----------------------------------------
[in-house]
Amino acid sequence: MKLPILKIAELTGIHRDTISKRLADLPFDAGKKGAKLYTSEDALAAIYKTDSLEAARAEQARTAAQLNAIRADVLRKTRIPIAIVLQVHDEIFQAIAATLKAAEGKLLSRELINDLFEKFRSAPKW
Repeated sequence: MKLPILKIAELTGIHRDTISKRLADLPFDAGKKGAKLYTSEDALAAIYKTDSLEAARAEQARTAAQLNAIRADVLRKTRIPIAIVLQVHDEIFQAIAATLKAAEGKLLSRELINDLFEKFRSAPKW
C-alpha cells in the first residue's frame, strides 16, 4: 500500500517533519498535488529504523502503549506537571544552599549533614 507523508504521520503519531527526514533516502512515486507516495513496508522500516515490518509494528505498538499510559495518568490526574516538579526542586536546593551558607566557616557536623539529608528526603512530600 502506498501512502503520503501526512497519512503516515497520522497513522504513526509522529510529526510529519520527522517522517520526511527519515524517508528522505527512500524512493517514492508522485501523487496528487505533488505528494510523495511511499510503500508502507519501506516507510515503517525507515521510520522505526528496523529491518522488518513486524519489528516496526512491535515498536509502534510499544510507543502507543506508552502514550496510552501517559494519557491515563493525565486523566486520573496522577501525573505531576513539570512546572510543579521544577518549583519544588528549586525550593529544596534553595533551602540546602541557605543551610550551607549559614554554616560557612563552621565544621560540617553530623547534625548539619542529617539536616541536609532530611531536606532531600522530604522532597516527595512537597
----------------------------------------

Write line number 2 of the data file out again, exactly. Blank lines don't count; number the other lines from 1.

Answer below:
Amino acid sequence: MKLPILKIAELTGIHRDTISKRLADLPFDAGKKGAKLYTSEDALAAIYKTDSLEAARAEQARTAAQLNAIRADVLRKTRIPIAIVLQVHDEIFQAIAATLKAAEGKLLSRELINDLFEKFRSAPKW